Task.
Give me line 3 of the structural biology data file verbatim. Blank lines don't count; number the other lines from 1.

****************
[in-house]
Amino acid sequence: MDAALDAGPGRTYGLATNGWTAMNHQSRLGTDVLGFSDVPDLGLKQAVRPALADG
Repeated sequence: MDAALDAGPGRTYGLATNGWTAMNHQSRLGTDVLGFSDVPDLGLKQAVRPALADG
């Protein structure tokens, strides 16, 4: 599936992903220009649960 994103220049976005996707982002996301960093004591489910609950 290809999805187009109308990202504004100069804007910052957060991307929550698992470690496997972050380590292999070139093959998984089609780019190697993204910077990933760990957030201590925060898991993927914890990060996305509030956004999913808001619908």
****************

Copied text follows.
Repeated sequence: MDAALDAGPGRTYGLATNGWTAMNHQSRLGTDVLGFSDVPDLGLKQAVRPALADG